Message-ID: <>
Date: Tue, 15 Jul 1997 13:52:16 -0400
Sender: African Network of IT Experts and Professionals (ANITEP) List <AFRIK-IT@LISTSERV.HEA.IE>
From: Kerry Gallivan <kgallivan@USA.HEALTHNET.ORG>
Subject: Beyond Basic Connectivity

Beyond Basic Connectivity

AfricaOnline, 10 July 1997

BOSTON, MA, July 10, 1997. Africa Online's Vice-President of Technical Operations, Karanja Gakio, recently made a presentation to the African Networking Symposium at INET '97, the premier international event for Internet and internetworking professionals which took place in Kuala Lumpur, Malaysia (June 23-27). This year's INET addressed both the traditional and evolving frontiers of the Internet as well as the impact on education, commerce, and societies throughout the world.

Although we are a long way from providing universal basic connectivity to the Internet, said Gakio, Africa is, nevertheless, poised to start taking advantage of enhanced Internet services, including increasing geographic and demographic coverage, and increasing the complexity of services already available.

Gakio defined ‘basic connectivity’ as access to a TCP/IP Network, PPP Dialup/Leased Line capabilities, use of a personal or other computer which are then combined with basic applications such as E-mail, Usenet News and Fax.

The continental population of Africa today stands at 700 million. Only 0.1% (700K) are currently users of basic Internet services. 550k of these live in southern Africa, 50K in north Africa and 40K in the remainder of the continent. E-mail represents the most common service and in many capital cities fully interactive services are now available.

The benefits of enhancing Internet services are many, stated Gakio. They include a more efficient and wider distribution of, and access to, information, which in turn leads to: more efficient corporate performance thus enhancing the competitiveness of African industries; the creation of new categories of employment and public revenue facilitating Africa's entry into the information society; more efficient public services; a better informed population and, finally, an enhanced capability to create a better public image of the continent.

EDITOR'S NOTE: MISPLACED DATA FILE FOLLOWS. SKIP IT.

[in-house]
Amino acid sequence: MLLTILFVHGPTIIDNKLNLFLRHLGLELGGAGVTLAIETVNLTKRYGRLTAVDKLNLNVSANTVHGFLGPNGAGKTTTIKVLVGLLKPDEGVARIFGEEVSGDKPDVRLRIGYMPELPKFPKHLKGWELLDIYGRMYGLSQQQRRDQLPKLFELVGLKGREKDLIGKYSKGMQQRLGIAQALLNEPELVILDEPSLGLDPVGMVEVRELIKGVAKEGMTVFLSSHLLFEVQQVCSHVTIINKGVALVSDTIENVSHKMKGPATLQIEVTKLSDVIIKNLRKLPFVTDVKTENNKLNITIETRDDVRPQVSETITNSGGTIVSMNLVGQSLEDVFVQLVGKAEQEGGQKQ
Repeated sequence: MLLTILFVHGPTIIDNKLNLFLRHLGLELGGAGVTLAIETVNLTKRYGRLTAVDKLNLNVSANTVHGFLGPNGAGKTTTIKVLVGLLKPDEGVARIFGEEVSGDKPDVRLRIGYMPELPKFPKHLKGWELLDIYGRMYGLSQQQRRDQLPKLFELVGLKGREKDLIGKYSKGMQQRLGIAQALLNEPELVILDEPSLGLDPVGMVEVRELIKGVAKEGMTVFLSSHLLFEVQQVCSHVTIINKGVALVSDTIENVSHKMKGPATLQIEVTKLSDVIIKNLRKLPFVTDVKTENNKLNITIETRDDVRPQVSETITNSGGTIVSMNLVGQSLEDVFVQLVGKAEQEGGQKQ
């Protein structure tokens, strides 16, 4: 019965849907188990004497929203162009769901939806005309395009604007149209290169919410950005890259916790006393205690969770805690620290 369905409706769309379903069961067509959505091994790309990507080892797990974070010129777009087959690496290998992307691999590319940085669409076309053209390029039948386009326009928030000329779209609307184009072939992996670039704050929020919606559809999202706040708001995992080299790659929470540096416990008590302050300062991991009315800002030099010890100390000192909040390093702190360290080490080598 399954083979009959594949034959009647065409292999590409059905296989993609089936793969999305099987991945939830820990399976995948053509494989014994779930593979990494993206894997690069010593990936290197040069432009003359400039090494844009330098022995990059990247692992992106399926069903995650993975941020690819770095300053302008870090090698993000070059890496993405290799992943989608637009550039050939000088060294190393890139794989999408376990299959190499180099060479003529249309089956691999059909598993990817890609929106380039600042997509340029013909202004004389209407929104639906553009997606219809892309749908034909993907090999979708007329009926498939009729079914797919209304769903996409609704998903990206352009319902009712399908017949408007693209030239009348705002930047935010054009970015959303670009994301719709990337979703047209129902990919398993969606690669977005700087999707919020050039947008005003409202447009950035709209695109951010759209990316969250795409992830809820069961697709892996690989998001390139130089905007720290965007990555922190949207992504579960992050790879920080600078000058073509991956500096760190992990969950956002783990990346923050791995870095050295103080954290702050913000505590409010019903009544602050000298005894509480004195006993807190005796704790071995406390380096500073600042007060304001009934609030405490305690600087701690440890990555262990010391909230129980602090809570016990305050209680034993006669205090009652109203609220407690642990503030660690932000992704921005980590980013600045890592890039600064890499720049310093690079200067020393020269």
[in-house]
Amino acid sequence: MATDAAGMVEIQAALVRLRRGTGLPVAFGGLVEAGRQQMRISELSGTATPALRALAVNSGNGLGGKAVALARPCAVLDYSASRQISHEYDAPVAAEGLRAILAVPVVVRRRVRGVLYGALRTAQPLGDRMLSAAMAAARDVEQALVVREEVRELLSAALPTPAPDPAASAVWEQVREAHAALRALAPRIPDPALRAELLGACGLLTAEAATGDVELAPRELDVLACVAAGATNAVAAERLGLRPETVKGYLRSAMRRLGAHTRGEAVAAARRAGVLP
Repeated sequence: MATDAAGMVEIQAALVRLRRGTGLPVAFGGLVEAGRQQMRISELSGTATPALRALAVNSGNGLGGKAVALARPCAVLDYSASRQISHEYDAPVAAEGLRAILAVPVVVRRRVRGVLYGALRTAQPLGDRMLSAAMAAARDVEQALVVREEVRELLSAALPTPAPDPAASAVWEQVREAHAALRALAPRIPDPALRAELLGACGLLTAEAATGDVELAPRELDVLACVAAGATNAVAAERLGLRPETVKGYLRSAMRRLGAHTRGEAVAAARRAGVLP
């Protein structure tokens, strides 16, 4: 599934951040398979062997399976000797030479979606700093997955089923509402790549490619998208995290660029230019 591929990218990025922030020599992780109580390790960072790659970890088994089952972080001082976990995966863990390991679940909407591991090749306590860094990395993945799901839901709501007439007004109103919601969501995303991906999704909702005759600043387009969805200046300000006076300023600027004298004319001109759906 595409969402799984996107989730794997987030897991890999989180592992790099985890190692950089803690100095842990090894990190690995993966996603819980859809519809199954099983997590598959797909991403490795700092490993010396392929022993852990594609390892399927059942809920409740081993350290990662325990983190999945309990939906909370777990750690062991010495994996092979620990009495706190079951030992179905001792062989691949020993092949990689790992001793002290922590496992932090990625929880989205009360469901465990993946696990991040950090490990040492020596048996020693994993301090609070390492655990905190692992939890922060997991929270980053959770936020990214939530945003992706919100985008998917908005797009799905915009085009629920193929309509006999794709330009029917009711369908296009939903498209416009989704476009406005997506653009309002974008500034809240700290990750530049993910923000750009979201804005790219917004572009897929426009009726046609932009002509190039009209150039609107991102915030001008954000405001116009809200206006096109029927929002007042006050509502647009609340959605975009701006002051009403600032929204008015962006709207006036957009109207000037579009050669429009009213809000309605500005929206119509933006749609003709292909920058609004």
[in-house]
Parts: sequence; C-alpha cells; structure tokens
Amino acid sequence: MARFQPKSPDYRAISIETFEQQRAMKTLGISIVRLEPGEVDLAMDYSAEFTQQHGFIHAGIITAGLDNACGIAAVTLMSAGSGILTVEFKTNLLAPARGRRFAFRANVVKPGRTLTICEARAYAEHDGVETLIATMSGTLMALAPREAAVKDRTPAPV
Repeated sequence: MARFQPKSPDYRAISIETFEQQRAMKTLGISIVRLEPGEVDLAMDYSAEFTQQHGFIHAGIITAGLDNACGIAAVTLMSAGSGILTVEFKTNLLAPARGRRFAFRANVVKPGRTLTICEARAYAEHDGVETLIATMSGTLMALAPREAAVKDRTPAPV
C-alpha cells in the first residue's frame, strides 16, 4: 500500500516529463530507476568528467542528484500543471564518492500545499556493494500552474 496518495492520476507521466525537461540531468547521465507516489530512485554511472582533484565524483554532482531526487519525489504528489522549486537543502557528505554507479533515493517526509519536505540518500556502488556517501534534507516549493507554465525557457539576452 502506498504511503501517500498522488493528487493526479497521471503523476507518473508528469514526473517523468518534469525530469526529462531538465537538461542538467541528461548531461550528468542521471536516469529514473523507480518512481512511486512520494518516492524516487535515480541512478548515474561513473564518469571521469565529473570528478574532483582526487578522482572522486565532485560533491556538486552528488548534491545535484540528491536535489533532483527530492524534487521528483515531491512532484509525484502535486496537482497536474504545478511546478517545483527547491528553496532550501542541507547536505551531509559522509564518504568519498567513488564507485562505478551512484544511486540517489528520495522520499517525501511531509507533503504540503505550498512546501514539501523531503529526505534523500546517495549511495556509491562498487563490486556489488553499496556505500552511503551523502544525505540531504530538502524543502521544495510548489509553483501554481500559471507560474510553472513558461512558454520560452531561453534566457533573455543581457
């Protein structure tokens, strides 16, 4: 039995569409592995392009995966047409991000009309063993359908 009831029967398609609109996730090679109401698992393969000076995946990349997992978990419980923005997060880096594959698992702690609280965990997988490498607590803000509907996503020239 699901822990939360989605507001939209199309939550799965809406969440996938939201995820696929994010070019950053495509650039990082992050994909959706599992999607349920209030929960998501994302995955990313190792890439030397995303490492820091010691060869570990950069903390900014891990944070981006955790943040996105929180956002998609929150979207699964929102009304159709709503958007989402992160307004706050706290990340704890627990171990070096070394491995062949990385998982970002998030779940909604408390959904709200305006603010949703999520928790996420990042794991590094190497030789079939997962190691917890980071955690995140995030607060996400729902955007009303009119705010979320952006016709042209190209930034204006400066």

Gakio specified a number of concrete goals to be achieved in extending basic connectivity. First, efforts must be made, he said, to increase geographical reach nationwide including greater access to rural areas. This can best be done by creating national TCP/IP backbones, introducing wireless services, for example BushNet in Uganda, and enabling direct satellite downlinks.

Second, the demographic range of users can be dramatically increased by such Internet devices as WebTV and public access kiosks and by human-to-Internet enhanced services such as e.Shop in Nairobi. Current users of services are restricted to medium size businesses and a number of NGOs as well as a limited number of universities and research organizations. New demographic targets should include schools and universities, small businesses and government and public sector organizations.

Access to the Internet does not require a computer and therefore individuals who are not computer users (and who may have no wish to be) can also benefit. The new e-Shop in Nairobi exemplifies this principle. It enables anyone to purchase items from the Internet without interacting with a computer. Payment can be made in local currency and products are delivered quickly to the customer's door.

Third, enhanced applications must be developed, said Gakio that will make ‘information at your fingertips’ a reality for both the internal and the external activities of organizations. These applications will enable both intra-African and inter-African online transactions.

Obstacles to achieving the above goals, according to Gakio, include growing government regulations affecting the cost and availability of services; the paucity, quality and high cost of telecom facilities; low public understanding of the Internet; low but increasing adoption of computers and the scarcity of expertise in Internet technology.

As it stands, concluded Gakio, our progress in introducing the Internet to Africa has been such that we are rapidly disproving the following prediction made in 1994 by the founders of the Internet Society: ‘it will be a long time before network users in most African countries will be doing much with tools similar to Mosaic (the precursor of browsers such as Netscape).’

For press information contact:
Bill Keefe, Africa Online, 617.306.4440,